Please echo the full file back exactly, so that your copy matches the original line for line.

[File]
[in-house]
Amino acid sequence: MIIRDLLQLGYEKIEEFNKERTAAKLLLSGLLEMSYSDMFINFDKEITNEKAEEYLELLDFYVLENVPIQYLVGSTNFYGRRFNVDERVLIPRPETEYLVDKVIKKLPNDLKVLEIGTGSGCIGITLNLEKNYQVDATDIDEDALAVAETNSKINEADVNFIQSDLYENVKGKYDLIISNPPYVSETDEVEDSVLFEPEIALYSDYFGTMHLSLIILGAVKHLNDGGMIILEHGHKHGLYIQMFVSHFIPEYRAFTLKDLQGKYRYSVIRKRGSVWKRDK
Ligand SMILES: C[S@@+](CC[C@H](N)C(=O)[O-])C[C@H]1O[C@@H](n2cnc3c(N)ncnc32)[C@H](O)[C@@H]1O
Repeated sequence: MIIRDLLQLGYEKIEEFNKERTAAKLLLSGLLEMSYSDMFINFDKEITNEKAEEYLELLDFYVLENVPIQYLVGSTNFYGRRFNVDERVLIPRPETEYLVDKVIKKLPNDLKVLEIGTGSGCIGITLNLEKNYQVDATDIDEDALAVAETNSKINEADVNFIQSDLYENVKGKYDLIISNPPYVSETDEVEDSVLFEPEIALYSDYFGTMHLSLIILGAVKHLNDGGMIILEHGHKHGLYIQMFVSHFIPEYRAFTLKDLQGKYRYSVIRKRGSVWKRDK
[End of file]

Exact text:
[in-house]
Amino acid sequence: MIIRDLLQLGYEKIEEFNKERTAAKLLLSGLLEMSYSDMFINFDKEITNEKAEEYLELLDFYVLENVPIQYLVGSTNFYGRRFNVDERVLIPRPETEYLVDKVIKKLPNDLKVLEIGTGSGCIGITLNLEKNYQVDATDIDEDALAVAETNSKINEADVNFIQSDLYENVKGKYDLIISNPPYVSETDEVEDSVLFEPEIALYSDYFGTMHLSLIILGAVKHLNDGGMIILEHGHKHGLYIQMFVSHFIPEYRAFTLKDLQGKYRYSVIRKRGSVWKRDK
Ligand SMILES: C[S@@+](CC[C@H](N)C(=O)[O-])C[C@H]1O[C@@H](n2cnc3c(N)ncnc32)[C@H](O)[C@@H]1O
Repeated sequence: MIIRDLLQLGYEKIEEFNKERTAAKLLLSGLLEMSYSDMFINFDKEITNEKAEEYLELLDFYVLENVPIQYLVGSTNFYGRRFNVDERVLIPRPETEYLVDKVIKKLPNDLKVLEIGTGSGCIGITLNLEKNYQVDATDIDEDALAVAETNSKINEADVNFIQSDLYENVKGKYDLIISNPPYVSETDEVEDSVLFEPEIALYSDYFGTMHLSLIILGAVKHLNDGGMIILEHGHKHGLYIQMFVSHFIPEYRAFTLKDLQGKYRYSVIRKRGSVWKRDK